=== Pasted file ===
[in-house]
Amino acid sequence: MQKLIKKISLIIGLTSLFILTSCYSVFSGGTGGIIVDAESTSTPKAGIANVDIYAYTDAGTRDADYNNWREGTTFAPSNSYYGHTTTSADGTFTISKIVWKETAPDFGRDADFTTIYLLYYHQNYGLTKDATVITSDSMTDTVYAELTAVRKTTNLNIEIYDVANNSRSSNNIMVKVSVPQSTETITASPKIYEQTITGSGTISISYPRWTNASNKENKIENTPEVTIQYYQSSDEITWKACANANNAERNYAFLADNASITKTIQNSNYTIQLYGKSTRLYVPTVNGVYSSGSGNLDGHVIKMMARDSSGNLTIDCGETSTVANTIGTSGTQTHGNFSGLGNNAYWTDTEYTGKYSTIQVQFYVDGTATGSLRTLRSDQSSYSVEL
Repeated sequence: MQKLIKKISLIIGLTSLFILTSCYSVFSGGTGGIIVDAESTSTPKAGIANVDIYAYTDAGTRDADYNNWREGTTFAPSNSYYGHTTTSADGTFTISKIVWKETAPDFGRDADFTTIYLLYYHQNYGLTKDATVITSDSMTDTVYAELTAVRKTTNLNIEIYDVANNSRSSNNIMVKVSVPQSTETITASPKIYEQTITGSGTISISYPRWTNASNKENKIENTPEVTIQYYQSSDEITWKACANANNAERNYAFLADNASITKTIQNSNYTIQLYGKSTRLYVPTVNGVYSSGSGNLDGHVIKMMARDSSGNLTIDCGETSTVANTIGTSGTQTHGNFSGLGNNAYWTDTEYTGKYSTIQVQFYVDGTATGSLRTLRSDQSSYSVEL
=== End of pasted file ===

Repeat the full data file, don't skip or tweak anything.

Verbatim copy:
[in-house]
Amino acid sequence: MQKLIKKISLIIGLTSLFILTSCYSVFSGGTGGIIVDAESTSTPKAGIANVDIYAYTDAGTRDADYNNWREGTTFAPSNSYYGHTTTSADGTFTISKIVWKETAPDFGRDADFTTIYLLYYHQNYGLTKDATVITSDSMTDTVYAELTAVRKTTNLNIEIYDVANNSRSSNNIMVKVSVPQSTETITASPKIYEQTITGSGTISISYPRWTNASNKENKIENTPEVTIQYYQSSDEITWKACANANNAERNYAFLADNASITKTIQNSNYTIQLYGKSTRLYVPTVNGVYSSGSGNLDGHVIKMMARDSSGNLTIDCGETSTVANTIGTSGTQTHGNFSGLGNNAYWTDTEYTGKYSTIQVQFYVDGTATGSLRTLRSDQSSYSVEL
Repeated sequence: MQKLIKKISLIIGLTSLFILTSCYSVFSGGTGGIIVDAESTSTPKAGIANVDIYAYTDAGTRDADYNNWREGTTFAPSNSYYGHTTTSADGTFTISKIVWKETAPDFGRDADFTTIYLLYYHQNYGLTKDATVITSDSMTDTVYAELTAVRKTTNLNIEIYDVANNSRSSNNIMVKVSVPQSTETITASPKIYEQTITGSGTISISYPRWTNASNKENKIENTPEVTIQYYQSSDEITWKACANANNAERNYAFLADNASITKTIQNSNYTIQLYGKSTRLYVPTVNGVYSSGSGNLDGHVIKMMARDSSGNLTIDCGETSTVANTIGTSGTQTHGNFSGLGNNAYWTDTEYTGKYSTIQVQFYVDGTATGSLRTLRSDQSSYSVEL